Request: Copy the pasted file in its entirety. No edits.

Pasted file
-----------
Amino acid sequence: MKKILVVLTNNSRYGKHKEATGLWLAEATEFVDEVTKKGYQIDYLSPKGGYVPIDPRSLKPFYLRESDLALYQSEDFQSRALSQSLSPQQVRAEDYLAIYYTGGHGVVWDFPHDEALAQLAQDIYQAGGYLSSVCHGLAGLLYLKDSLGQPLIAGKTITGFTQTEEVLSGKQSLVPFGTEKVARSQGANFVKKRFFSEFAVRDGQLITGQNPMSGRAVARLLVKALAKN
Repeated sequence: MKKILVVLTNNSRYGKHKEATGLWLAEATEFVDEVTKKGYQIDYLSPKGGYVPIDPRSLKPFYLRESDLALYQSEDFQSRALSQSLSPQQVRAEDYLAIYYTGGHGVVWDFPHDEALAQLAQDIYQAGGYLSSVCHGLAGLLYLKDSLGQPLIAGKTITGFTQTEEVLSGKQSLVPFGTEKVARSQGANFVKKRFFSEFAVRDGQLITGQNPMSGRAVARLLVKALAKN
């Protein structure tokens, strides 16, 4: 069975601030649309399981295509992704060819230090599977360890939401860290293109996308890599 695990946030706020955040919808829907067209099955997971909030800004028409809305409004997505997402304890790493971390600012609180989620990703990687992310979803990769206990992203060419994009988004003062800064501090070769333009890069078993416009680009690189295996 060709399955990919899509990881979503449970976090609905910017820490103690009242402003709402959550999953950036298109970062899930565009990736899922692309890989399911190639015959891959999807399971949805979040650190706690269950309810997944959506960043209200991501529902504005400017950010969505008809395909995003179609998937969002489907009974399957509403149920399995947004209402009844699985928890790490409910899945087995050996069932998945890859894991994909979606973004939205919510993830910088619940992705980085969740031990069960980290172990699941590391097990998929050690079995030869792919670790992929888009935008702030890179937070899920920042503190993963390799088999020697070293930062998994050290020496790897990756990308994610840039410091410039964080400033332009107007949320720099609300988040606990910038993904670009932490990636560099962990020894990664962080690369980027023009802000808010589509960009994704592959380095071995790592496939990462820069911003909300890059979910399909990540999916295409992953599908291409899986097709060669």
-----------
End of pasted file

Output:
Amino acid sequence: MKKILVVLTNNSRYGKHKEATGLWLAEATEFVDEVTKKGYQIDYLSPKGGYVPIDPRSLKPFYLRESDLALYQSEDFQSRALSQSLSPQQVRAEDYLAIYYTGGHGVVWDFPHDEALAQLAQDIYQAGGYLSSVCHGLAGLLYLKDSLGQPLIAGKTITGFTQTEEVLSGKQSLVPFGTEKVARSQGANFVKKRFFSEFAVRDGQLITGQNPMSGRAVARLLVKALAKN
Repeated sequence: MKKILVVLTNNSRYGKHKEATGLWLAEATEFVDEVTKKGYQIDYLSPKGGYVPIDPRSLKPFYLRESDLALYQSEDFQSRALSQSLSPQQVRAEDYLAIYYTGGHGVVWDFPHDEALAQLAQDIYQAGGYLSSVCHGLAGLLYLKDSLGQPLIAGKTITGFTQTEEVLSGKQSLVPFGTEKVARSQGANFVKKRFFSEFAVRDGQLITGQNPMSGRAVARLLVKALAKN
């Protein structure tokens, strides 16, 4: 069975601030649309399981295509992704060819230090599977360890939401860290293109996308890599 695990946030706020955040919808829907067209099955997971909030800004028409809305409004997505997402304890790493971390600012609180989620990703990687992310979803990769206990992203060419994009988004003062800064501090070769333009890069078993416009680009690189295996 060709399955990919899509990881979503449970976090609905910017820490103690009242402003709402959550999953950036298109970062899930565009990736899922692309890989399911190639015959891959999807399971949805979040650190706690269950309810997944959506960043209200991501529902504005400017950010969505008809395909995003179609998937969002489907009974399957509403149920399995947004209402009844699985928890790490409910899945087995050996069932998945890859894991994909979606973004939205919510993830910088619940992705980085969740031990069960980290172990699941590391097990998929050690079995030869792919670790992929888009935008702030890179937070899920920042503190993963390799088999020697070293930062998994050290020496790897990756990308994610840039410091410039964080400033332009107007949320720099609300988040606990910038993904670009932490990636560099962990020894990664962080690369980027023009802000808010589509960009994704592959380095071995790592496939990462820069911003909300890059979910399909990540999916295409992953599908291409899986097709060669």